CANCER patients in Barrow, Millom and the Lakes are less likely to survive because of the distance to receive radiotherapy treatment, a new report has revealed.

Any patients from South Cumbria currently have to travel to the Rosemere Cancer Centre in Preston to receive radiotherapy.

Some who are in need of more intensive treatment to fight aggressive forms of the disease have to make the journey daily for a number of weeks.

Politicians and patients have been arguing for years for a satellite radiotherapy unit - at either Furness General Hospital or Westmorland General Hospital.

Westmorland and Lonsdale MP Tim Farron is the chair of the All-Party Parliamentary Group on radiotherapy provision.

The group commissioned a report, completed last week, which looked at the survival rates of patients based on the distance they have to travel for radiotherapy.

Shockingly, the report found that those living 45 minutes or more away from a radiotherapy centre are less likely to survive cancer.

Across England six per cent of cancer patients live 45 minutes or more away from a centre.

In Barrow, Millom and the Lakes the figure stands at 50 per cent of cancer patients.

"One in two of us will have cancer at some point in our lives and half of those will need radiotherapy," Mr Farron said.

"The people who live in Millom have to travel the furthest - you're talking at least two hours.

"There needs to be a satellite centre in Kendal or Barrow."

Barrow dad and cancer patient David Nelson knows too well the impact of lengthy journeys to receive treatment.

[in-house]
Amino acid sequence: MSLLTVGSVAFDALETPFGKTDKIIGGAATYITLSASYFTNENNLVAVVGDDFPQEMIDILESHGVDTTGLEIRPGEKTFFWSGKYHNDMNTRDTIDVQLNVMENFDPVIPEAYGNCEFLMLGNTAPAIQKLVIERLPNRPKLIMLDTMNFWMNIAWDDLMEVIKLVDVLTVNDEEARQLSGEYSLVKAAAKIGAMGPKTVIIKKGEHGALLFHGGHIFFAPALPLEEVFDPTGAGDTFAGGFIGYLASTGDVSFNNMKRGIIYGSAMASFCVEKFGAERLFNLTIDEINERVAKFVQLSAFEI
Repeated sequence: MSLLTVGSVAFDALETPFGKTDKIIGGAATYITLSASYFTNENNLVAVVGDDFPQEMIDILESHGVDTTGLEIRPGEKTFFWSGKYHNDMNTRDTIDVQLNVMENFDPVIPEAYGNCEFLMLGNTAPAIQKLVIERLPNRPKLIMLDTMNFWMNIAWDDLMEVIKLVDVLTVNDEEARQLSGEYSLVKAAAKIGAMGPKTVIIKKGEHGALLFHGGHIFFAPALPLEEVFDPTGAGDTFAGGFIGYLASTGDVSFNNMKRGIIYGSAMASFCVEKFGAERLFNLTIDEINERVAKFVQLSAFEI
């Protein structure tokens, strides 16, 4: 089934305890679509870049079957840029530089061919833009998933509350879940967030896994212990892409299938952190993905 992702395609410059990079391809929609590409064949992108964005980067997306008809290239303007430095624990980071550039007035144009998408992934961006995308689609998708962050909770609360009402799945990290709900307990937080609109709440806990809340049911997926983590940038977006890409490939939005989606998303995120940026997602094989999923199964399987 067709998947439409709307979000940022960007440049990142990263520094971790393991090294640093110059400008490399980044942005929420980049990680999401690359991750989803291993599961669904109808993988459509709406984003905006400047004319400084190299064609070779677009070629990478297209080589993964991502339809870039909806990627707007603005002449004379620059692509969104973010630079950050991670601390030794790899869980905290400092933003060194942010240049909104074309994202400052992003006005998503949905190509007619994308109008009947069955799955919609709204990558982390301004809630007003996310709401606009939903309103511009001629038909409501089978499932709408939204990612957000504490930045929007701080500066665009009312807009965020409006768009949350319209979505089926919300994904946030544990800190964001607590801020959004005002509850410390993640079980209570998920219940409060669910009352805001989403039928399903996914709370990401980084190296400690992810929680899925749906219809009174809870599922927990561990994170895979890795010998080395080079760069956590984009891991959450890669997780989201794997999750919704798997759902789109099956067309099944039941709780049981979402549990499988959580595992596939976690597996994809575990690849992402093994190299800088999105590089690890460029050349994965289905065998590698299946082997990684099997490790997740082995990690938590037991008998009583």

"I'm due to have radiotherapy and if my children aren't off work and can't take me I'll have to use hospital transport," he said.

"They definitely need something closer to here.

"Cancer patients are under immense pressure already and if you have to travel 100 miles, sometimes every day, to get treatment it's simply adding to our suffering.

"You are going through a horrendous experience already... people don’t realise what you are going through."

One Barrow grandma, who asked not to be named, relied on her family to transport her to the Rosemere Cancer Centre in Preston for radiotherapy.

"I just wouldn't have had it if the only option was hospital transport," she said.

A new cancer centre would cost in the region of £10m with operating costs estimated at £900,000 a year.

Mr Farron revealed some patients refuse radiotherapy because of the distance to Preston.

“An older lady called Liz diagnosed with skin cancer told me that she was choosing to decline the radiotherapy treatment that had been recommended by her oncologist,” he said.

“Why? Because of her age, she just could not cope with the journey. So Liz made the conscious choice to have a shorter life because the journey that she would have to take was too long."